The implementation of Article 76 of the LOSC has proven to be much more complex than was envisaged during its negotiation at UNCLOS III. Two aspects of the implementation process could eventually prove to be controversial. Coastal States may become dissatisfied with the CLCS, for instance because it is felt that the Commission is arrogating to itself an interpretative power that rests with coastal States. It is conceivable that coastal States in that case might be tempted to seek to circumvent the requirements imposed by Article 76. The reverse could also be the case. States without a continental shelf beyond 200 nm might feel that the Commission gives undue consideration to the interests of broad margin States. Major disagreements concerning the implementation of Article 76 might be more disruptive than some of the other issue areas identified above, due to the perception that Article 76 already has made major inroads into the extent of the Area. On the other hand, the limited interest of most States without a continental shelf beyond 200 nm in the implementation of Article 76 thus far, suggests that concern about encroachment on the Area will not spur States into action.

(p. 908) Major change in the law of the sea in general has been the result of coastal States extending their maritime domain. Current trends do not suggest that there will be a major drive by coastal States to erode the balance of interests contained in the LOSC. For one thing, many important coastal States have equally or even more important maritime interests.28 Second, the continued focus on, in particular, port State measures and cooperative schemes between States to address deficiencies in flag State implementation, attest that States prefer other avenues for resolving deficiencies in flag State enforcement than extending coastal State jurisdiction beyond the scheme contained in the LOSC. Third, major maritime powers can be expected to maintain their categorical rejection of any inroads by coastal States into what they consider to be the LOSC acquis concerning military uses of the oceans. Finally, the example of the 2001 UNESCO Convention on Underwater Cultural Heritage indicates that shifts in the balance between the rights of coastal States and other States in one issue area will not necessarily have an impact on other issue areas.29

Having fallen short of initial expectations for a long time, exploratory mining activities in the Area in the last decade have significantly increased. The prospect of actual exploitation of mineral resources in the foreseeable future ushers in a new era for the ISA. The supervisory role the ISA will have to assume in this case poses challenges for which the Authority in its present form may not be equipped. The creation of effective supervisory mechanisms will require both funding and capacity building.30 What these mechanisms will eventually look like will depend on the interests that will be able to shape their future development. Another challenge for the ISA will be the definition of its role under the revenue sharing provisions of Articles 82 and 160(1)(g) of the LOSC. The provisions themselves provide very limited guidance and the coastal States that will have to implement Article 82 seem to have little appetite to give the Authority a significant role. A failure to properly take into account developments after the Convention’s adoption in 1982 on such issues as transparency, accountability, and good governance would possibly reflect negatively on the Authority, and potentially, the LOSC itself.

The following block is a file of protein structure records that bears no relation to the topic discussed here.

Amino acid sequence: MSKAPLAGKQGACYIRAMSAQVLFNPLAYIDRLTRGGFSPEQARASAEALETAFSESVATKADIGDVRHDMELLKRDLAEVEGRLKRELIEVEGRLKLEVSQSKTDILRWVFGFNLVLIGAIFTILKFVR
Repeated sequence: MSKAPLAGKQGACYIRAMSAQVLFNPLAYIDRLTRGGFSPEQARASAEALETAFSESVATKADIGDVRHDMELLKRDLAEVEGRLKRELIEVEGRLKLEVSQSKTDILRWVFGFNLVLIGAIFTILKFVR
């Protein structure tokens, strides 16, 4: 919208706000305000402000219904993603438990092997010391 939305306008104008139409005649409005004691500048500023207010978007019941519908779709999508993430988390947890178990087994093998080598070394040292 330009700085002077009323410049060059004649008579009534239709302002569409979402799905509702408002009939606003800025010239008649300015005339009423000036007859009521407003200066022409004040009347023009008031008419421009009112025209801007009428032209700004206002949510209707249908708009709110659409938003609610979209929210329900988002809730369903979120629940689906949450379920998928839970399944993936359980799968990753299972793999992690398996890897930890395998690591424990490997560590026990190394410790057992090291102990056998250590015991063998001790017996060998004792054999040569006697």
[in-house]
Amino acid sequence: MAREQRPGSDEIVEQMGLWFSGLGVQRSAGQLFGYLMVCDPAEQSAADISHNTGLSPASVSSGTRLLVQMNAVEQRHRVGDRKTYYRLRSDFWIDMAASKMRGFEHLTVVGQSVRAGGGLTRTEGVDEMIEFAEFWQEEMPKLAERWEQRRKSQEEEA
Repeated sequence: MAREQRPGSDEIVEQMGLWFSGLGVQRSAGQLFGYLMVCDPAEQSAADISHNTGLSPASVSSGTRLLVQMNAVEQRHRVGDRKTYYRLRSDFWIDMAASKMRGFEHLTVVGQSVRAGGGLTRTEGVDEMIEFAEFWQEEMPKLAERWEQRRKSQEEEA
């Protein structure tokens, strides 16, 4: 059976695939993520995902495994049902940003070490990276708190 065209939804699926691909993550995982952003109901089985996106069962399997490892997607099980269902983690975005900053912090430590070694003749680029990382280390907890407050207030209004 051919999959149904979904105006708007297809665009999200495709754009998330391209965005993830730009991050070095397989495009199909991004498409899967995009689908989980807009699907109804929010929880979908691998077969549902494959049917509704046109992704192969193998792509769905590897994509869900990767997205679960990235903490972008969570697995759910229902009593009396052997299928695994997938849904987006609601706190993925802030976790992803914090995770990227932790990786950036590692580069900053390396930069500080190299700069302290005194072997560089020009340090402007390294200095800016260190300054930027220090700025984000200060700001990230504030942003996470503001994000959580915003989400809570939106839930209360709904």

The two implementation agreements to the LOSC of 1994 and 1995 on, respectively, the mining regime of the Area and straddling and highly migratory fish stocks, have been key to further developing and adapting the LOSC to changing (p. 909) circumstances. There have been calls for further implementation agreements, most notably on the regime of ABNJ that is currently being considered in the framework of the UN General Assembly. Scholars have suggested that the law of the sea aspects of sea-level rise might be addressed through an implementation agreement to the LOSC.31

Without knowing the contours of possible future implementation agreements, it is difficult to be too specific about their potential impact on the LOSC and the law of the sea more generally. However, it is possible to identify a number of general considerations that are relevant in this respect. The 1994 Implementation Agreement on deep seabed mining might suggest that future implementation agreements could be used to effect significant change to the LOSC. However, the exceptional context of its negotiation—the pending entry into force of the LOSC without the participation of the developed world—indicates that this agreement in that sense does not provide a precedent for future implementation agreements. The FSA could be said to confirm this point. While the 1994 Agreement indicates that it takes precedence over the Convention,32 the FSA specifies that it ‘shall [not] prejudice the rights, jurisdiction and duties of States under the [LOSC]’ and that it shall be applied in a manner consistent with the LOSC.33 At the same time, it should be realized that the FSA is the result of a compromise between sharply diverging interests. Coastal States were looking for a shift in the balance between their rights and those of States fishing on the high seas. The carefully drafted compromise on this point contained in Article 7 of the Agreement might have diverged from the LOSC regime had the interests represented at the negotiations been different.